Trying to Capture It All

Capturing flower

This Christmas, my daughter received her first diary. She did not expect or ask for it. But as I sat on the bookstore floor, figuring how many Amelia Bedelia books and candy canes would slide into her reindeer stocking, I saw it—a small diary, the cover bright with a single blue owl, its giant eyes wide open and jewel yellow. On Christmas morning when she dumped her stocking, two Amelia Bedelia books and one blue owl diary, replete with a lock and two tiny silver keys, tumbled into her growing pile of presents. I fumbled for my camera only to realize I had forgotten to change the batteries. The irony of the instant thickened; Ellie smiled at her diary, and I lost one of the morning’s moments I meant to keep.



If I can see a tree outside my bedroom window, blood flow to my brain will be different than if I was looking at a view without vegetation. Right now, I have a rectangular perspective of deciduous trees and evergreens making their home next to sidewalks and steep neighborhood staircases. The Italian restaurant across the street is shaded by bare-branched trees adorned in twinkle lights. I have lived in Seattle, Washington, for four years, the most urban place I have ever called home. Wildness and development exist as two tangled lovers, bound by each other’s bodies. I came from Arkansas, and there was a forest in my backyard. I went to the woods as often as I could.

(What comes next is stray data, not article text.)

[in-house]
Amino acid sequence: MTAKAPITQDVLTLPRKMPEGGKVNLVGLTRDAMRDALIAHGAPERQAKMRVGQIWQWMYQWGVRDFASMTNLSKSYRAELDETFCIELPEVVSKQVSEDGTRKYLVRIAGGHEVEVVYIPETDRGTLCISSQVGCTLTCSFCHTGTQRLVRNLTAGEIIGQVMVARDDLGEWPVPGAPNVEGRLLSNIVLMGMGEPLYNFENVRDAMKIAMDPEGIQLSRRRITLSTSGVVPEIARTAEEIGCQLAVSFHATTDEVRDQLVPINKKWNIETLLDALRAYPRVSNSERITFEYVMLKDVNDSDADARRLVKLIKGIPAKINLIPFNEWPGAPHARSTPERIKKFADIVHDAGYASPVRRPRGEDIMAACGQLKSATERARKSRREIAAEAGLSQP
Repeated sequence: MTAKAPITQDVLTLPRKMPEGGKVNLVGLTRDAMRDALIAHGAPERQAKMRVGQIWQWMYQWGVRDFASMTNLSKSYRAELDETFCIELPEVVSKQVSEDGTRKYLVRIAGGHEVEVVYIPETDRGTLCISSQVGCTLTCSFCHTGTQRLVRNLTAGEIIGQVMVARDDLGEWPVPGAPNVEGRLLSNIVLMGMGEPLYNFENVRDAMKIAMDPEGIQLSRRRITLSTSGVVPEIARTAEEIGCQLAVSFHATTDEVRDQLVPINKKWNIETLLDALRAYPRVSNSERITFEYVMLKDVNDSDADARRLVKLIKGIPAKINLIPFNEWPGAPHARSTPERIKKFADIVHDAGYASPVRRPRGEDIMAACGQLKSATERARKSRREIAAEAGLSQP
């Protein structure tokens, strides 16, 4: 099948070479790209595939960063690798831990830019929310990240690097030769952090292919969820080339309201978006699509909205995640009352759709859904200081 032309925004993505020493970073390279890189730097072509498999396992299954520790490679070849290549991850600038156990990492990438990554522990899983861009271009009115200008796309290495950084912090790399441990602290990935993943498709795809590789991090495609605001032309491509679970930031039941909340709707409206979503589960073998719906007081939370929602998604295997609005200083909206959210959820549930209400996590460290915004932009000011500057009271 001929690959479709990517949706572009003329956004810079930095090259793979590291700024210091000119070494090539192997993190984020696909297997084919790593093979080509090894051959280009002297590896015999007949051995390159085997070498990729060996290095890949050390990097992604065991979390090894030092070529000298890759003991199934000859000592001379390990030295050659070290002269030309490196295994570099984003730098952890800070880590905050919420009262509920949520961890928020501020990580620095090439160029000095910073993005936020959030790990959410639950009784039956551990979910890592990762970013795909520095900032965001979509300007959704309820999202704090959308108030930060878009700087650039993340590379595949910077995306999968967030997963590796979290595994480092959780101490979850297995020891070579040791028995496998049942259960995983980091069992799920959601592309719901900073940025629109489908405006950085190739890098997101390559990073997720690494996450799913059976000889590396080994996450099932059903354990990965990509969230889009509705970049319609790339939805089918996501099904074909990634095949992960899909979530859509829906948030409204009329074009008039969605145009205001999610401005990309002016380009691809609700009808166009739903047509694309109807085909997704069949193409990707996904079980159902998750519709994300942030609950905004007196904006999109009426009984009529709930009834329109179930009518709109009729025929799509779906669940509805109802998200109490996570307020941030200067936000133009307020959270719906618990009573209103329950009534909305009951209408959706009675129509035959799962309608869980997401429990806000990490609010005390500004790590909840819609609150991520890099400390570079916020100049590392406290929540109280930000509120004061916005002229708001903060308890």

Crossing the Threshold


He came into my office as he often does, or as I often do to him in return, to avoid actual work, to talk about the fun stuff—the difference in Raymond Carver after Gordon Lish, how the Pinckney Benedict story “Mercy” is perfect for our students—and/or complain about the unfun stuff, also fun in its way. We work in the same pod and his office is directly across from mine. We’re not rivals; he’s fiction and I’m creative non. Truly, we’re friends.



Amidst the poorly-veiled disgruntled mumblings and vigorously squirming behinds, the evening’s speaker announced the lecture was now concluded and it was time for questions: “This is a Q and R, not a Q and A. I will do my best to respond to all questions directed at me, but answers I will not promise,” she said. While this statement may have sounded quaint, perhaps even smug coming from a less candid presenter, her unpretentious approach dissembled my cynicism. Starkly shadowed by bright stage lights, the speaker traversed the stage’s width back and forth, back and forth. Her purpose for the evening was to invite our denominational tribes to a mediation concerning a hotly controversial topic.

Flames upon Their Head


When J.R.R. Tolkien writes, “Sub-creator, the refracted light through whom is splintered from a single White to many hues” and refers to a future time when “poets shall have flames upon their head,” I wonder why this time can’t be now. I’ve always believed this time to be now.